As you can see, I didn’t include any spoilers so the story is still intact. All this does is give a heads up of what to expect when you read this particular work. The age noted is also key. It is there to give you an idea of what ages should be considered when giving my work to a minor. As you can see, I self rate similar to how movies are rated. You know when you go to see a PG-13 movie that teens will probably not see or hear anything they’ve not come across before. Anything under that age, well you may want to reconsider or join them for the picture. I do the same thing with my books.

Keep in my I rate my books based on my own opinion. In no way should my rating by taken as gospel. I’ve made it no secret that I do not have kids. I do however have nephews and nieces and I think about how they might react to something they see in a movie or on TV. Would I not want them to see certain things? Of course not. I wouldn’t want to expose them to graphic violence or sex. Besides, it’s not my call what they get to see. The call is up to their parents. Their parents are given a little guide with which to make a decision. Books are changing just as TV has. 25 years ago it was rare to see graphic violence or hear certain cuss words on television. That’s all changed now. Still, as you watch TV you probably notice the little TV-14 in the corner of the screen before the show (or another similar rating).

It’s not about censorship. It’s about keeping people informed. I will continue to write about things I want to write about and if they are violent and full of sex, so be it. That being said, I still like to give a heads up to people so they know what they are getting into before they start reading.

Here are examples of other ratings I’ve seen in books, all voluntary.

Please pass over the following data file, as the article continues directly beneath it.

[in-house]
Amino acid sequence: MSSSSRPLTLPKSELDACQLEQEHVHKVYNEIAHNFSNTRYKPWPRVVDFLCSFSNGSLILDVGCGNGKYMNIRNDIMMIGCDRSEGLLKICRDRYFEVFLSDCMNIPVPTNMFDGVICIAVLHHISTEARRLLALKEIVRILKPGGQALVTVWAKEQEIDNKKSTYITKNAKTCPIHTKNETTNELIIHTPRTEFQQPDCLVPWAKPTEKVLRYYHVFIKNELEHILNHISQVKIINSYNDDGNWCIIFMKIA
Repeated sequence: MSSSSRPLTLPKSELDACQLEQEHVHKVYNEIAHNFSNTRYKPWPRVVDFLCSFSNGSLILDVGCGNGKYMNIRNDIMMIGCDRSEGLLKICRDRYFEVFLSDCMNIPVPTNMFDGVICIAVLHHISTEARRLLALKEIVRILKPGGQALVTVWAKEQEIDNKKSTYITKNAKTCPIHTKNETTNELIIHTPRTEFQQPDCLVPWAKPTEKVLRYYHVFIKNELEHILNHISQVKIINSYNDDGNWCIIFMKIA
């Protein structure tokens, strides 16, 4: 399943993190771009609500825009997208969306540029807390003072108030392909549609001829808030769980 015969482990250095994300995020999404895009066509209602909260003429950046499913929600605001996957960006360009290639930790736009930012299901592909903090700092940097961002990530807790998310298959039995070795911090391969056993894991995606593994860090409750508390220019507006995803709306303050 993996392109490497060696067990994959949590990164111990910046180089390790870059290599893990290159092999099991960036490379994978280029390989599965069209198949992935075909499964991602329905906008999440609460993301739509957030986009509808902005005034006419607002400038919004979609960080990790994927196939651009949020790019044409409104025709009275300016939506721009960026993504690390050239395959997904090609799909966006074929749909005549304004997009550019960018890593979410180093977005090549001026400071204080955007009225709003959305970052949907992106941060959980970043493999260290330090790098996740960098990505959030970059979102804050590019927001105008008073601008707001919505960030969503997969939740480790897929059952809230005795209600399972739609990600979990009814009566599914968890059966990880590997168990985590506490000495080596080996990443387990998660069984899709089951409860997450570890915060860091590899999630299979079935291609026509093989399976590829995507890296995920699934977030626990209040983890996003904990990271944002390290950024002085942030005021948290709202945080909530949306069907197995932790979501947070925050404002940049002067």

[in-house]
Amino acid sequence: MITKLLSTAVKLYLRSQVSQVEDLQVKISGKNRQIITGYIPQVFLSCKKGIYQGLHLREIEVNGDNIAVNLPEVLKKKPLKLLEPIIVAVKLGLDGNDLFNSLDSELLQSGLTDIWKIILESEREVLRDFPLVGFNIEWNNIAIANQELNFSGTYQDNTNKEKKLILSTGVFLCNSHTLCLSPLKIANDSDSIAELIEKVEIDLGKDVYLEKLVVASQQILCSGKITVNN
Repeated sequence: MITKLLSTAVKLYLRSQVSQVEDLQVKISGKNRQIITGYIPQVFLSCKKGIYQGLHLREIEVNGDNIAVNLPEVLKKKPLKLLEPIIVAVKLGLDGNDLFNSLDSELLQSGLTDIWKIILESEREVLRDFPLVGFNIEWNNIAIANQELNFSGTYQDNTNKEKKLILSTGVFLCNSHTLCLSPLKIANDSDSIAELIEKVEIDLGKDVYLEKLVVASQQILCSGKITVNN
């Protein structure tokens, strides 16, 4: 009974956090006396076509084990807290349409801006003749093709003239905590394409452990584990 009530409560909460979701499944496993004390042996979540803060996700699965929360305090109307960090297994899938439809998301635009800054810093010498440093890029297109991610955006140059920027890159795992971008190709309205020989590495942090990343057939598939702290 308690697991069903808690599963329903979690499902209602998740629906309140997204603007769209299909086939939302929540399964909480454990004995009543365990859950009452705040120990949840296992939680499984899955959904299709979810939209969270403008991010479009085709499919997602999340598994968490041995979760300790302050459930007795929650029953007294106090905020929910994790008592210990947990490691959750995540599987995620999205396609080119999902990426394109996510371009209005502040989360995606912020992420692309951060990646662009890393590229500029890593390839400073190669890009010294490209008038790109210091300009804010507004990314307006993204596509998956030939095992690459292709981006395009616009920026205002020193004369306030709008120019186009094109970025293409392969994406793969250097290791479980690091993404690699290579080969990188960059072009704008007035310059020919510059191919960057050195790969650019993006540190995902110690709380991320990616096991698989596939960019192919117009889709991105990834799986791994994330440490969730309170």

From “We Are All Retarded” by Ruby M Jones –

This electronic book voluntarily carries a warning of ADULTS ONLY. The material in this book is intended only for mature audiences. Persons under the age of 18 should not be allowed to read or possess this book because of its frank and explicit nature. Parents are strongly cautioned and warned that this body of work is not intended for children.

Here is the one I put in Rumbling Heart.

This book carries a voluntary audience recommendation of 14+ for language, adult situations, violence, alcohol use, and scenes of dramatic peril. Parents should exercise caution when purchasing this book for younger readers as is it not intended for those age 13 and under.

 


Review Copies Available – Rumbling Heart…and a Few Tips on How to Properly Review

I have decided to make a few review copies of Rumbling Heart available to those interested. All I ask is that once you’ve read the book that you post an honest review on Amazon.com. If you choose to post the review on other sites such as BN.com, Good Reads, etc., that’s completely up to you. For those who’ve already reviewed for me, I thank you very much and as thanks for your honesty, I am offering you a free copy of the follow up Recorded Butterflies once it hits Amazon.

To get your gift copy through Amazon, simply email me at richardwrites@live.com or send me a tweet (@RichardAllenRH) with the email address you use for Amazon and I will get it to you. The book is a little long so I am not expecting you to post immediately, but a timely manner is appreciated. If you are new to reviewing, have a look at B.S. Meyers’s review here.